MV: If there’s one thing that’s certain about life, it’s death.
Yesterday I was able to fully comprehend the value of that statement.
It was fajr time when my mom woke me up and asked me if I was awake, but what I really think she was asking, was if I would be able to fully grasp the meaning of her words. She told me that Sr. Saadia Ghaffar and her two year old daughter had passed away in a car crash. She told me to go pray fajr.
Sometimes people have doubts. Sometimes the reality is too hard to fully understand. That was my first reaction, I had no idea what I just heard and whether or not it was true. About a moment after though, I reacted with fear; I just heard about someone dying, yet here I still was lying down, with the time for Fajr ticking, second by second.
It’s news like these that have an effect in your life. It was my first time witnessing death this close. Other times when I heard about someone passing away, it was either someone I knew little about or I was too little to remember.
Our community was shaken up. Sr. Saadia was a really vibrant and strong member of the community. She was a community leader, role model for the youth, and a huge advocate of the community. Her daughter, only two, was one of the cutest babies I ever saw, always smiling and laughing.
The sister was also a teacher for the Masjid’s Islamic Sunday School. Ironically, she wasn’t there the day before her death, but the rest of her family were. I saw them all, her whole family, all at the Masjid for Islamic classes; husband teaching, children learning, the day before she passed away. What was most shocking though, was that I saw her two year old daughter just the day before her death, happy, calm, playful, innocent. No one knew they were going to be gone the next day, not her 12 year old son, not her 11 year old daughter, nor her smiling husband. No one expected it.
This stuff really hit me hard. Most of the time we expect to live long, grow old, and live to see ourselves become better people. This sister though, was only 38 and her daughter didn’t even reach the age to experience the world fully. It made me think, we always plan ahead; we plan to graduate, earn a living, get married, have kids, become successful, buy a house, and grow old, but why don’t we plan death, when in reality we could die any second of our life? This day might be our last, we never know. One day you see life and the next day you don’t. Allah teaches us to live our life accordingly, with our purpose in mind because if we don’t, then you won’t be ready when death comes to you, greeting you without Salaam.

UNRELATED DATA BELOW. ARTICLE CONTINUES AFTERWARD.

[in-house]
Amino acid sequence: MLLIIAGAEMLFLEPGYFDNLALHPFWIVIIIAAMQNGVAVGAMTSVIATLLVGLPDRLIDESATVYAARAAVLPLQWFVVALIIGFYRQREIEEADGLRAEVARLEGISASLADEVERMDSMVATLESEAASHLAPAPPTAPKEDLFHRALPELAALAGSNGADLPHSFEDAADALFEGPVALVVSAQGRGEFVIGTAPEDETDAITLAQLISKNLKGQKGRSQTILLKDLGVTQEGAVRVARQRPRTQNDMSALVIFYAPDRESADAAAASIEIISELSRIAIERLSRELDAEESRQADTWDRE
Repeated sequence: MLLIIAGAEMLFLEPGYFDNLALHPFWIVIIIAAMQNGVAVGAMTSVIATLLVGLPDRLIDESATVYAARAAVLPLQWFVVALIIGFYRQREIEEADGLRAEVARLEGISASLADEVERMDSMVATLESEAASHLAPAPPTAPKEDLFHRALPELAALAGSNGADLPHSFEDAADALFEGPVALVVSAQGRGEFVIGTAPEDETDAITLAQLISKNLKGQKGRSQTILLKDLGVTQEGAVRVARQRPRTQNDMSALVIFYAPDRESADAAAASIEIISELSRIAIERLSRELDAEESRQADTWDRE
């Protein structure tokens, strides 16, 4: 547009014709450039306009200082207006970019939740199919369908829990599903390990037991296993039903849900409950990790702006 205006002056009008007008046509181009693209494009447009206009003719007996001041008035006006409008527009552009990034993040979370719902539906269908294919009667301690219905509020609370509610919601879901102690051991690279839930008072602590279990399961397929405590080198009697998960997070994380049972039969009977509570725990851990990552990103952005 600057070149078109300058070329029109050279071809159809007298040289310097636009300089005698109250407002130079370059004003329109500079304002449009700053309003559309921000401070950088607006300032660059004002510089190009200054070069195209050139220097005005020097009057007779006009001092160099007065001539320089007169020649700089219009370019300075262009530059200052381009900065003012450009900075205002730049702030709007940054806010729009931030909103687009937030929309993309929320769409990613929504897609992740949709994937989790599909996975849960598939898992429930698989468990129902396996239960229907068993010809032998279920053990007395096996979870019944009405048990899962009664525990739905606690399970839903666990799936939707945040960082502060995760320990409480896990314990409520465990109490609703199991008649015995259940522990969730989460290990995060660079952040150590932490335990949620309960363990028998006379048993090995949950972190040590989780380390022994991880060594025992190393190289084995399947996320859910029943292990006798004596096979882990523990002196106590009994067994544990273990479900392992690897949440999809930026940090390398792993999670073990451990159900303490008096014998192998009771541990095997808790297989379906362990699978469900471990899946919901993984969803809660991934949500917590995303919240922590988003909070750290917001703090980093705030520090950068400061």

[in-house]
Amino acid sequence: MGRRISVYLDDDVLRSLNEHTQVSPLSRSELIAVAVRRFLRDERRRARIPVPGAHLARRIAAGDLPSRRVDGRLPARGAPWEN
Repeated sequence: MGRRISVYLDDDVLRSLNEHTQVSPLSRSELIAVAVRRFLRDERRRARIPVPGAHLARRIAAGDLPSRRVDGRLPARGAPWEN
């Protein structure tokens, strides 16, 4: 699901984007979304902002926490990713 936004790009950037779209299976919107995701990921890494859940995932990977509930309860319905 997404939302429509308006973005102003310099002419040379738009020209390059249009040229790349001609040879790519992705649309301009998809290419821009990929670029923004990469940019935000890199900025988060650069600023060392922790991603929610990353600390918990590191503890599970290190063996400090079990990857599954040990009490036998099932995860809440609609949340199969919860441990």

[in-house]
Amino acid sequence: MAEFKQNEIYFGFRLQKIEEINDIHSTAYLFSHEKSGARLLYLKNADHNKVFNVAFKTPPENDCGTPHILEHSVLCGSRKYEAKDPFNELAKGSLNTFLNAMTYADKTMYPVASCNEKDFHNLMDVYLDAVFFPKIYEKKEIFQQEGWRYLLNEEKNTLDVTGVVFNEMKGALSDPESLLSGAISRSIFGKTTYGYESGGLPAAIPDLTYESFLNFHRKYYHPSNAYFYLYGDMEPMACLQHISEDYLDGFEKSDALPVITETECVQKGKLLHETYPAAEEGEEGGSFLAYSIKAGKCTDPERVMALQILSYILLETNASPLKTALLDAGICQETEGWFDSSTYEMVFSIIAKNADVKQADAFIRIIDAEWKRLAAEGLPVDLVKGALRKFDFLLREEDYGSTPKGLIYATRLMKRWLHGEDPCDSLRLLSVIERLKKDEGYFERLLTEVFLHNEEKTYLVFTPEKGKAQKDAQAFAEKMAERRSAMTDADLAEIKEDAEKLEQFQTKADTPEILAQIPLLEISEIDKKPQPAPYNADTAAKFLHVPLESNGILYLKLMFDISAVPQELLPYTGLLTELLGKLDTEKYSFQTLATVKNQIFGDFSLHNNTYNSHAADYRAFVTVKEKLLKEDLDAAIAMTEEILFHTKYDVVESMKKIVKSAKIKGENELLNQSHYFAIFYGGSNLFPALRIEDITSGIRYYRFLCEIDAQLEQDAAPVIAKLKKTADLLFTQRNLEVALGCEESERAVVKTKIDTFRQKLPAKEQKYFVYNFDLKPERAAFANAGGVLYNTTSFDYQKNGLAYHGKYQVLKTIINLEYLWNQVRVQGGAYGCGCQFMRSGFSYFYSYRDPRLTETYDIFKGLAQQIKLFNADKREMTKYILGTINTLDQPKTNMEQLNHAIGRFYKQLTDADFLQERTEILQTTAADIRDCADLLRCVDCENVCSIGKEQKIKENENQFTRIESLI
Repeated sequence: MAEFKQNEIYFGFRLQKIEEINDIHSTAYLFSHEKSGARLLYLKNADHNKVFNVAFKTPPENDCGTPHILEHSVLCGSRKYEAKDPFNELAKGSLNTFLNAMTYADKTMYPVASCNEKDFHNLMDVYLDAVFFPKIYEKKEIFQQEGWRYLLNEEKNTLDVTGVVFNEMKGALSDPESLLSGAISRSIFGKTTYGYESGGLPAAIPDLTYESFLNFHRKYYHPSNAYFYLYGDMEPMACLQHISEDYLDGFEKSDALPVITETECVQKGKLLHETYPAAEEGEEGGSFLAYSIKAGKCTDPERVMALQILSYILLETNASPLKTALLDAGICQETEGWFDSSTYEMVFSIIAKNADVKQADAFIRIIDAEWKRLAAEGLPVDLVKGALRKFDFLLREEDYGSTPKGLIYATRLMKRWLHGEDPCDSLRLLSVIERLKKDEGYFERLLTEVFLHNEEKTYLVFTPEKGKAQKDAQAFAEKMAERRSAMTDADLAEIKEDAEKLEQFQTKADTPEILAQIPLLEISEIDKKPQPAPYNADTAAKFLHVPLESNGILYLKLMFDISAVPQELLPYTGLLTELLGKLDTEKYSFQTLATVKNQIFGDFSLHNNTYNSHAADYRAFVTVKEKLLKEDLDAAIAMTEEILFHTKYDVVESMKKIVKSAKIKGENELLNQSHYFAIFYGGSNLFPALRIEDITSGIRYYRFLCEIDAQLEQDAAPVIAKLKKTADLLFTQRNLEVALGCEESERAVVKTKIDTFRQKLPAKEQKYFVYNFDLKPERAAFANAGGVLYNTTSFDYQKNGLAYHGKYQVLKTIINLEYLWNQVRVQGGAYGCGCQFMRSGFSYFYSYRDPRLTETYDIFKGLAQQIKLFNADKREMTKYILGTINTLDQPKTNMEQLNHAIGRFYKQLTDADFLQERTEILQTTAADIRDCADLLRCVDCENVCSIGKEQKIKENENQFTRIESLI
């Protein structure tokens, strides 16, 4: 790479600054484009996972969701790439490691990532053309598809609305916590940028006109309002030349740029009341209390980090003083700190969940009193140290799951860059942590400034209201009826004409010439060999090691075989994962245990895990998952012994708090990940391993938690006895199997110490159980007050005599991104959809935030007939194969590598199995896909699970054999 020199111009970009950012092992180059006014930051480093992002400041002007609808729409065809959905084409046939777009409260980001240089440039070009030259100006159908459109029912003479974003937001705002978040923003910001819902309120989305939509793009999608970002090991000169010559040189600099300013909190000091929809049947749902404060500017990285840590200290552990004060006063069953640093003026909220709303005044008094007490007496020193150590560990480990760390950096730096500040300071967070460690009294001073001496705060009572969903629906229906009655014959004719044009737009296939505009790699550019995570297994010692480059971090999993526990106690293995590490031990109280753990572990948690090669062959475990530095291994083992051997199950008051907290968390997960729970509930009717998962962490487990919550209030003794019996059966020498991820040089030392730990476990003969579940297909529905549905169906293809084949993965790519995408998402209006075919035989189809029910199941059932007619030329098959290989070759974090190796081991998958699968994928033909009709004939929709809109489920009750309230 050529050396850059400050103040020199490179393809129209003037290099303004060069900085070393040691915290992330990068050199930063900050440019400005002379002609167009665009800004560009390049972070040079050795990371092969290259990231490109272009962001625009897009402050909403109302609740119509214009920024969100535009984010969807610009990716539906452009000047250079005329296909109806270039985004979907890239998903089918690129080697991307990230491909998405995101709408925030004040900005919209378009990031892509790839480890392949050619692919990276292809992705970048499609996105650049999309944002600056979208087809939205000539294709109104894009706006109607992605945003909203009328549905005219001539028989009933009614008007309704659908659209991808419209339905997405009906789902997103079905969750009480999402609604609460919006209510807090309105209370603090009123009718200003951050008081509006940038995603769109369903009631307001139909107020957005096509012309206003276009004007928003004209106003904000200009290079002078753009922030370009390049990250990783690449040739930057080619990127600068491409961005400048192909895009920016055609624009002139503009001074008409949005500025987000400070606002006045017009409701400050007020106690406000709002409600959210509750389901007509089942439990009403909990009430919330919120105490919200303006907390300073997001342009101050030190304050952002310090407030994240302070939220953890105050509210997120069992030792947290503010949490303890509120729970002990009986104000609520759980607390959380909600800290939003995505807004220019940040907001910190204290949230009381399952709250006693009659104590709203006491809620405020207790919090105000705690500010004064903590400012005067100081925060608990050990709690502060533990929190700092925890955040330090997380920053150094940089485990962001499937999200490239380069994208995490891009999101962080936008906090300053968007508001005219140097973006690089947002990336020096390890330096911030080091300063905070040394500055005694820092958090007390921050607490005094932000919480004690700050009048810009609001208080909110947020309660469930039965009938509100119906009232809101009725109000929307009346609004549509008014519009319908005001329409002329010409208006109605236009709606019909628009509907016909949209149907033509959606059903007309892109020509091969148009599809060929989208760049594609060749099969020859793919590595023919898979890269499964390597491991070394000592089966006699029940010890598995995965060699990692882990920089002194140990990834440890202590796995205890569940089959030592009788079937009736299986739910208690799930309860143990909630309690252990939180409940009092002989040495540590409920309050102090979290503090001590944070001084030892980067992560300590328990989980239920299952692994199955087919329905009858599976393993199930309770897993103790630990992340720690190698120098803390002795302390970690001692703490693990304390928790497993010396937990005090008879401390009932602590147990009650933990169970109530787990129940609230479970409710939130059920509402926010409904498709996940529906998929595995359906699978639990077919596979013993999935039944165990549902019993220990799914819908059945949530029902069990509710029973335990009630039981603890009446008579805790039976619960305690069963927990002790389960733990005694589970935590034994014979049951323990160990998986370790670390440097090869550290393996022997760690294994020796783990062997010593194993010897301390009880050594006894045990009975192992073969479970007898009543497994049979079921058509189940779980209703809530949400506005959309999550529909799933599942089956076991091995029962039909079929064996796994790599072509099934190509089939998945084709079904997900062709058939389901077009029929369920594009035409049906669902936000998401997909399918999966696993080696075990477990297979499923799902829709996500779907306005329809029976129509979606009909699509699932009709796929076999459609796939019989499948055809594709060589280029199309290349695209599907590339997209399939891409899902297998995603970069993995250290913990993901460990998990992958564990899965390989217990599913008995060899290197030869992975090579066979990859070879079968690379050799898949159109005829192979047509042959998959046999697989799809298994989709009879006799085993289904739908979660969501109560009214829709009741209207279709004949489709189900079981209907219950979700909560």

How will I die? It got me thinking, here Sr. Saadia and her daughter died in a car accident, but most of us believe to die due to old age, slowly, not that suddenly. Allah swt has our deaths written down, for when, where, why, and how. Every detail is set, it’s just the essence of time in between. Death is waiting for you, it don’t care if your not.
Will people care? When we lived, did we leave a mark on the community? Did we do what we could to help improve our community, build strong bonds, influence others, and become role models for others to follow? Will people show up to our graveyards, will they make dua for us?
SubhannAllah, I never saw so many Muslims at a Masjid before (while being at the Masjid, exception: Masjid Al Haram and Nabwi). The picture bellow was taken at the Janaza of Sr. Saadia, Zoya, and an older sister.
Props to the Islamic Association of North Texas for the following message: